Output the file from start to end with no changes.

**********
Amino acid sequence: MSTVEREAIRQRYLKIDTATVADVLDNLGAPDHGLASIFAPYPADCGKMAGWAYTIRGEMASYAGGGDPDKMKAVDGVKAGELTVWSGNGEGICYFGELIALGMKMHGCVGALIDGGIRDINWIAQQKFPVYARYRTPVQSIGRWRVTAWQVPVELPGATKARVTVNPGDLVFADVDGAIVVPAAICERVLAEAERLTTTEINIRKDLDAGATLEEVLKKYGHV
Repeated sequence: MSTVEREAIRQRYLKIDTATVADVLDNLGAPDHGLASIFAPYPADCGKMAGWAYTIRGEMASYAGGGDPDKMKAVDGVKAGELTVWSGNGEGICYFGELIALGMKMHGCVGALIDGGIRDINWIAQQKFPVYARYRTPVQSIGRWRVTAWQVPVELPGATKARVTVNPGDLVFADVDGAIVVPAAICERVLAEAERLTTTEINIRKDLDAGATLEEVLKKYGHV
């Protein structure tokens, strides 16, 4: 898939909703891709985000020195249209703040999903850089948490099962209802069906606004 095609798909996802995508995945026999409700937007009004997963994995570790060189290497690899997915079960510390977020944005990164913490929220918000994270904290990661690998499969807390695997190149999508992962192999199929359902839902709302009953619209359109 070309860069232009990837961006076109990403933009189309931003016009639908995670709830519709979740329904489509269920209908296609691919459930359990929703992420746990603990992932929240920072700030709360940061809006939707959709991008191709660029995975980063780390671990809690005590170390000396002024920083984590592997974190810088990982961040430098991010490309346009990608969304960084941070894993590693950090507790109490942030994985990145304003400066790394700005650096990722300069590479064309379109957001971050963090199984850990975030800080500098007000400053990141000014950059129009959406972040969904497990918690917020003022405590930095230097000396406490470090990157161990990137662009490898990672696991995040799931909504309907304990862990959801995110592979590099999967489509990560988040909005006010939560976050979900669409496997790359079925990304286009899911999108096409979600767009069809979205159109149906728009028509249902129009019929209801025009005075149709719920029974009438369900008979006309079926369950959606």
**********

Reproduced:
Amino acid sequence: MSTVEREAIRQRYLKIDTATVADVLDNLGAPDHGLASIFAPYPADCGKMAGWAYTIRGEMASYAGGGDPDKMKAVDGVKAGELTVWSGNGEGICYFGELIALGMKMHGCVGALIDGGIRDINWIAQQKFPVYARYRTPVQSIGRWRVTAWQVPVELPGATKARVTVNPGDLVFADVDGAIVVPAAICERVLAEAERLTTTEINIRKDLDAGATLEEVLKKYGHV
Repeated sequence: MSTVEREAIRQRYLKIDTATVADVLDNLGAPDHGLASIFAPYPADCGKMAGWAYTIRGEMASYAGGGDPDKMKAVDGVKAGELTVWSGNGEGICYFGELIALGMKMHGCVGALIDGGIRDINWIAQQKFPVYARYRTPVQSIGRWRVTAWQVPVELPGATKARVTVNPGDLVFADVDGAIVVPAAICERVLAEAERLTTTEINIRKDLDAGATLEEVLKKYGHV
């Protein structure tokens, strides 16, 4: 898939909703891709985000020195249209703040999903850089948490099962209802069906606004 095609798909996802995508995945026999409700937007009004997963994995570790060189290497690899997915079960510390977020944005990164913490929220918000994270904290990661690998499969807390695997190149999508992962192999199929359902839902709302009953619209359109 070309860069232009990837961006076109990403933009189309931003016009639908995670709830519709979740329904489509269920209908296609691919459930359990929703992420746990603990992932929240920072700030709360940061809006939707959709991008191709660029995975980063780390671990809690005590170390000396002024920083984590592997974190810088990982961040430098991010490309346009990608969304960084941070894993590693950090507790109490942030994985990145304003400066790394700005650096990722300069590479064309379109957001971050963090199984850990975030800080500098007000400053990141000014950059129009959406972040969904497990918690917020003022405590930095230097000396406490470090990157161990990137662009490898990672696991995040799931909504309907304990862990959801995110592979590099999967489509990560988040909005006010939560976050979900669409496997790359079925990304286009899911999108096409979600767009069809979205159109149906728009028509249902129009019929209801025009005075149709719920029974009438369900008979006309079926369950959606």